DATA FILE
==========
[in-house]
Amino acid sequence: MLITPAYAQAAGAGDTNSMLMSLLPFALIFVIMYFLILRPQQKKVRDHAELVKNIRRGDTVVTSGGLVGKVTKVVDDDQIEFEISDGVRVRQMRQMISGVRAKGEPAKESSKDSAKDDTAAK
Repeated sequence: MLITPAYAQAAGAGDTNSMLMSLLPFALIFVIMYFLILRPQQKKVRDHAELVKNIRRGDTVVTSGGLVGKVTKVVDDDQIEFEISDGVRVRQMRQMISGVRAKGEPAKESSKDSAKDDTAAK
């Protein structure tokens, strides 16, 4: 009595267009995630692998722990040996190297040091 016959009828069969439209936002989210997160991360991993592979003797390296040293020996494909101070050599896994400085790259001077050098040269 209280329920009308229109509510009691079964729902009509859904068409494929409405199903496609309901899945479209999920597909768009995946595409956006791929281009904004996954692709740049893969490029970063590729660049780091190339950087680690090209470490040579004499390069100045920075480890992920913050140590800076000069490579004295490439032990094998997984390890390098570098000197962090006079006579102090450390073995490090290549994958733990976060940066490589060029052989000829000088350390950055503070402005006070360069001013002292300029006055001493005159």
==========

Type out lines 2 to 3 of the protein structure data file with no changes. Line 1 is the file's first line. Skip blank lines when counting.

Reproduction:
Amino acid sequence: MLITPAYAQAAGAGDTNSMLMSLLPFALIFVIMYFLILRPQQKKVRDHAELVKNIRRGDTVVTSGGLVGKVTKVVDDDQIEFEISDGVRVRQMRQMISGVRAKGEPAKESSKDSAKDDTAAK
Repeated sequence: MLITPAYAQAAGAGDTNSMLMSLLPFALIFVIMYFLILRPQQKKVRDHAELVKNIRRGDTVVTSGGLVGKVTKVVDDDQIEFEISDGVRVRQMRQMISGVRAKGEPAKESSKDSAKDDTAAK